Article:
Rocky Rivera's Definition of Love
For the next few months, I’ll be doing audio interviews with mothers who are artists, asking them for their definition of love, and how that definition is exemplified in their relationships with their family, as well as how they show that love through their work and in the community. This is the second entry.
As a maintenance truck rolled by, emcee and educator Rocky Rivera and I sat in a parked car at the top of the big hill in the back of Oakland’s Mountain View Cemetery. In front of us lay the buried remains of so many lost ones. In the distance we could see Oakland’s landscape, downtown high-rises protruding from the concrete. Even further, on the opposite side of the Bay’s water, we could see San Francisco, the newly-constructed Salesforce Tower dominating the skyline. These two major cities are anchors to a region that is undoubtedly booming with growth that hasn’t been seen since World War II or the Gold Rush. But Rocky Rivera and I are both local kids who can’t help but see this growth or “rebirth” — as some might call it — like the death of what we once knew as home.
Rocky Rivera and I were set to discuss her definition of love and how she applies it to those closest to her, as well as through her art. Before I hit record on the microphone, small talk led to a discussion about some of the lived experiences that have contributed to the content in her new album, Rocky’s Revenge, which drops October 16. A couple minutes later we were talking about the shortcoming of the school system and what it means to be a part of the “sandwich generation” — the age group that has to take care of their parents as well as their offspring.
In a matter of moments, the conversation had covered expansive territory, but that’s Rocky Rivera. I used to work in education with her, and I’ve come to know that a conversation with her is going to traverse a lot of ground, and has a high possibility of including a reference to bell hooks, Khalil Gibran, and/or Tupac Shakur. Hell, there might even a note about astrology, something about Bay Area neighborhood history, or how global imperialism relates to local oppression.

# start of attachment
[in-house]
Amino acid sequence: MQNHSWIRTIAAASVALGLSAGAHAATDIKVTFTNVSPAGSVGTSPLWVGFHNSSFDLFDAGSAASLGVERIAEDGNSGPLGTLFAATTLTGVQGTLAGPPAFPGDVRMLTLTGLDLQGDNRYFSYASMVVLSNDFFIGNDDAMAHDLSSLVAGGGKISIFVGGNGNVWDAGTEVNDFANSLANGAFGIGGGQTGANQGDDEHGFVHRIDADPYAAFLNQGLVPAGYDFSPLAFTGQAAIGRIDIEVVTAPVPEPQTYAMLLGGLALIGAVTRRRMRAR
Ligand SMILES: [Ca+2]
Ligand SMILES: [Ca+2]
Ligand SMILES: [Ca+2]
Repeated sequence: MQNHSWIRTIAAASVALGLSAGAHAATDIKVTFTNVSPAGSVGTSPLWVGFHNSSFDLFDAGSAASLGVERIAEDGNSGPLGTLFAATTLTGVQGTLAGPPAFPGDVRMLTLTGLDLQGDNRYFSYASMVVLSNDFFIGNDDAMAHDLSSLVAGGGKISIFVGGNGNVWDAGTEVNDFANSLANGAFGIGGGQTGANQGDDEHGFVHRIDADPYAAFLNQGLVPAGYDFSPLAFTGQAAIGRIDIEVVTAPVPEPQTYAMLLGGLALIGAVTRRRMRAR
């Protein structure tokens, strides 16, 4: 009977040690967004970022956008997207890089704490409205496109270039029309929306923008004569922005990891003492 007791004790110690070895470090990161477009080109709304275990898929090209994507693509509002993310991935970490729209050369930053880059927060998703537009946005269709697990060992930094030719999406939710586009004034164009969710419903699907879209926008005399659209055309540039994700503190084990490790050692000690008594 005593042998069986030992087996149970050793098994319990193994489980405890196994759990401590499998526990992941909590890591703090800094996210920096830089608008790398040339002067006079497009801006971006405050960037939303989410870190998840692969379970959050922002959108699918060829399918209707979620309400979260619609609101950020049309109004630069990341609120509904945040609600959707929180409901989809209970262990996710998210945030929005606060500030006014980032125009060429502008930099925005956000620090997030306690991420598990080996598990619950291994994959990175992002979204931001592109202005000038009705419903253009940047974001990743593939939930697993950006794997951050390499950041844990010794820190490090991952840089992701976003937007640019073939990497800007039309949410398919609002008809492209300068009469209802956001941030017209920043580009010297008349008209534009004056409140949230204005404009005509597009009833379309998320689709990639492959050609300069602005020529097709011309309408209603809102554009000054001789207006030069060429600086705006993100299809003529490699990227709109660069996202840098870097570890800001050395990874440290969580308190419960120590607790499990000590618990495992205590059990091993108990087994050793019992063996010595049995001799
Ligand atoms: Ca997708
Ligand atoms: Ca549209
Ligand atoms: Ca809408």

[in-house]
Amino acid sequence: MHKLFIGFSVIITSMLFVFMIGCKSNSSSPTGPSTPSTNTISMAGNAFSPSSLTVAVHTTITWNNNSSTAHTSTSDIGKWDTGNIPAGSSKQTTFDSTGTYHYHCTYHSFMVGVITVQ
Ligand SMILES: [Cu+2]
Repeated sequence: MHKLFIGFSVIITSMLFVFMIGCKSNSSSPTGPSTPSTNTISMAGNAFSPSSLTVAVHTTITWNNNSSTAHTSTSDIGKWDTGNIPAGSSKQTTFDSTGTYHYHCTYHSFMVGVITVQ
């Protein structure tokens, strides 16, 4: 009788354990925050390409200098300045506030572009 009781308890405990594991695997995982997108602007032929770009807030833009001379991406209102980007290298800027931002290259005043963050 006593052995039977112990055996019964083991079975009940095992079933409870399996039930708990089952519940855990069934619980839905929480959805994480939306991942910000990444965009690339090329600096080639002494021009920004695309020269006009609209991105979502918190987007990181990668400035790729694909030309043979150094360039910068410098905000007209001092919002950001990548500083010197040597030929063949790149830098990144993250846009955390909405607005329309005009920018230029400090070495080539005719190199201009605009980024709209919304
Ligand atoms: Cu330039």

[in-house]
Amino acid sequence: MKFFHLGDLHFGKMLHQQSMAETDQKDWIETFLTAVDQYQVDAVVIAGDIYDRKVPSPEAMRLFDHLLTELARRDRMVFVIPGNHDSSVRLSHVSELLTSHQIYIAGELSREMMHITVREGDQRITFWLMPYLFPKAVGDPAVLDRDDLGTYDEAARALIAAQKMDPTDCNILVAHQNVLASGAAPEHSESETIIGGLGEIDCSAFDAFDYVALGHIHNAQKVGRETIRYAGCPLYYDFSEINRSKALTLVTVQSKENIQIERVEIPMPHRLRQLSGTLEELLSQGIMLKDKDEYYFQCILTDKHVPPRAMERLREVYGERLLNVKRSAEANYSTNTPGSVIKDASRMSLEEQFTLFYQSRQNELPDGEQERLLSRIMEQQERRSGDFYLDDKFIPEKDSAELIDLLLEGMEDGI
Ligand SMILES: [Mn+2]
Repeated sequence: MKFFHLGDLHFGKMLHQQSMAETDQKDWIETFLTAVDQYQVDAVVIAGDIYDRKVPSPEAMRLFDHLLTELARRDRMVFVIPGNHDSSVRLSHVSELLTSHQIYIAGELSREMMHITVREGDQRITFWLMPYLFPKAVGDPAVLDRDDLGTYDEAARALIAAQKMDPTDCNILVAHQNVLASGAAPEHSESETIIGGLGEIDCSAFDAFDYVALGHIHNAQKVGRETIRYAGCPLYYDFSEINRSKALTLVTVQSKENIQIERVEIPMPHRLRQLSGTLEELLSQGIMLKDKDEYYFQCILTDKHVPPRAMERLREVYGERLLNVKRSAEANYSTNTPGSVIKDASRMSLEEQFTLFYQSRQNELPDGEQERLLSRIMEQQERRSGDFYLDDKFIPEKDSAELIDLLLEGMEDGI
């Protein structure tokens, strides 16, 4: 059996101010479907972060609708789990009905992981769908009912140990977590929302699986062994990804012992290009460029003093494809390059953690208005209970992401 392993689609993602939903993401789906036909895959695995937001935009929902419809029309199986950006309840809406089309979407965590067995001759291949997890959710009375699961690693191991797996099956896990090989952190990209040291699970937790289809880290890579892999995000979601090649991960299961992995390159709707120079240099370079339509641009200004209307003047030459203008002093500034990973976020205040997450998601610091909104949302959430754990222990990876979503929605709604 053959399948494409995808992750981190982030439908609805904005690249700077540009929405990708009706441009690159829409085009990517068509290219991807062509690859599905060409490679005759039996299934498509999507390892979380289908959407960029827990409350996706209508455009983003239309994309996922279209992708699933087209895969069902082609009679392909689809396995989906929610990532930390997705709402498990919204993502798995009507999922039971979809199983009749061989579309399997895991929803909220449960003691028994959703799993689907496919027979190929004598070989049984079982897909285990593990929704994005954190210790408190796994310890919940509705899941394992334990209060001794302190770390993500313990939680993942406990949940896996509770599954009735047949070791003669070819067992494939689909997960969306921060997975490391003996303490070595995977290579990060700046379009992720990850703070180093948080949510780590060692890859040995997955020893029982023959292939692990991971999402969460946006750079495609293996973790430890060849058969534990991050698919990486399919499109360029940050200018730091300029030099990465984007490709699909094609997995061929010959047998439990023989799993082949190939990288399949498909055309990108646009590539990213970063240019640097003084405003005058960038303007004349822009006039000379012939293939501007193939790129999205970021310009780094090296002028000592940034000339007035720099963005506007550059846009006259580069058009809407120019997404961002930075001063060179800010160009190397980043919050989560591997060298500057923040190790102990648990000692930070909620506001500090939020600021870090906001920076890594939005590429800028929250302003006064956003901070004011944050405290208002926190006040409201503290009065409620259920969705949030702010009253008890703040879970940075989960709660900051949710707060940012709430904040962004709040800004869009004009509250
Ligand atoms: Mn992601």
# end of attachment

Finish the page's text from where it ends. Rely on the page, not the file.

Once the mic was rolling, we continued to cover myriad topics, but the one that stuck with me was about how looking at your own kid(s) can be “an exercise in narcissism.” She described it as a practice in which you have to see the child as an individual; someone who came from you and might even look like you — but who is not you.
“Exercise in narcissism”: a term I had never heard before. After some research, I saw that while it wasn’t new, it wasn’t readily used in the context of love.
“I know I love something when I’m scared to lose it,” Rivera told me when I asked her to define love. Fitting, given the location of our discussion, surrounded by departed loved ones, overlooking cities where longstanding cultures are being traded for quick capital at an alarming rate.
We’ve had friends and family forced to relocate, we’ve had students struggle to find sufficient housing, and we’ve both experienced the grip of the housing crisis on a personal level. So when she told me her definition of love — something that means so much that you’re scared to lose it — I definitely wanted to hear how that related to her parents, her partner, and her children, but was even more eager to hear how that related to her community, and how she expresses that love through her art.
Rocky Rivera, a.k.a. Krishtine De Leon, is a mother of two, a wife, and an artist who was born in the Philippines and raised in the Bay. She’s a college graduate, former journalist, and emcee whose aforementioned Rocky’s Revenge is her third studio album. This project is a bit different than others, as Rivera recorded the album with engineers from Women’s Audio Mission, an organization that advocates for women to get into audio-related industries by providing hands-on experience. The songs on the album cover politics, personal history, and relationships — both romantic and platonic, like “Brother Like You,” in which she discusses her camaraderie with the Jacka, a well-known rap artist who was killed in 2015. While the songs on the album have different flavors, rhyme patterns, and varying feels, every track is another aspect of Rivera’s heart and mind placed over a beat.
And on that same note, that’s how our conversation transpired: open heart and mind, placed over a beat.
To hear the full conversation, I invite you to listen below.